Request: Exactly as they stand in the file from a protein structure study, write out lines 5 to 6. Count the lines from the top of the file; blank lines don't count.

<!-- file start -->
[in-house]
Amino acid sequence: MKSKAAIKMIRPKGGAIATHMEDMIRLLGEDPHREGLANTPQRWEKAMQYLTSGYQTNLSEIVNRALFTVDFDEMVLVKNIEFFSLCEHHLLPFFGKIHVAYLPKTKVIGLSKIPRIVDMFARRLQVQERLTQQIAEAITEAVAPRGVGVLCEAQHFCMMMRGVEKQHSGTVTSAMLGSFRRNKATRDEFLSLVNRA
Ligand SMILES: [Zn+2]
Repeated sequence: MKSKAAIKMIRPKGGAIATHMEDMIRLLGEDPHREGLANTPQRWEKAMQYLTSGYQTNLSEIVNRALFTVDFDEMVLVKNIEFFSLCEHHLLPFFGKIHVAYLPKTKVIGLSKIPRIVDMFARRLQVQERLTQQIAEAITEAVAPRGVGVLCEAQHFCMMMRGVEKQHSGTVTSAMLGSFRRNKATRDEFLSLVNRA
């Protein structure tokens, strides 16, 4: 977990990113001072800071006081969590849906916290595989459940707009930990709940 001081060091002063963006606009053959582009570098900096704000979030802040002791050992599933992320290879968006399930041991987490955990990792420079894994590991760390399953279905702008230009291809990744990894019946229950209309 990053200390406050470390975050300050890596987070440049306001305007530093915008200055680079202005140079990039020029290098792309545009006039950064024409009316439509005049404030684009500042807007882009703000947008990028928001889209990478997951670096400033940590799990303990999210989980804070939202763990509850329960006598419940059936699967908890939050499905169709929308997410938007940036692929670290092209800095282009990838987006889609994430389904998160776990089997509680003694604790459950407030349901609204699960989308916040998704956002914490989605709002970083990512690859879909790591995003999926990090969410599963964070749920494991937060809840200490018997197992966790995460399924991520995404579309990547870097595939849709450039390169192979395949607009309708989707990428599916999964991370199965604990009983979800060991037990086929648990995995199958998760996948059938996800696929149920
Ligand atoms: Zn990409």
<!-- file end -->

């Protein structure tokens, strides 16, 4: 977990990113001072800071006081969590849906916290595989459940707009930990709940 001081060091002063963006606009053959582009570098900096704000979030802040002791050992599933992320290879968006399930041991987490955990990792420079894994590991760390399953279905702008230009291809990744990894019946229950209309 990053200390406050470390975050300050890596987070440049306001305007530093915008200055680079202005140079990039020029290098792309545009006039950064024409009316439509005049404030684009500042807007882009703000947008990028928001889209990478997951670096400033940590799990303990999210989980804070939202763990509850329960006598419940059936699967908890939050499905169709929308997410938007940036692929670290092209800095282009990838987006889609994430389904998160776990089997509680003694604790459950407030349901609204699960989308916040998704956002914490989605709002970083990512690859879909790591995003999926990090969410599963964070749920494991937060809840200490018997197992966790995460399924991520995404579309990547870097595939849709450039390169192979395949607009309708989707990428599916999964991370199965604990009983979800060991037990086929648990995995199958998760996948059938996800696929149920
Ligand atoms: Zn990409």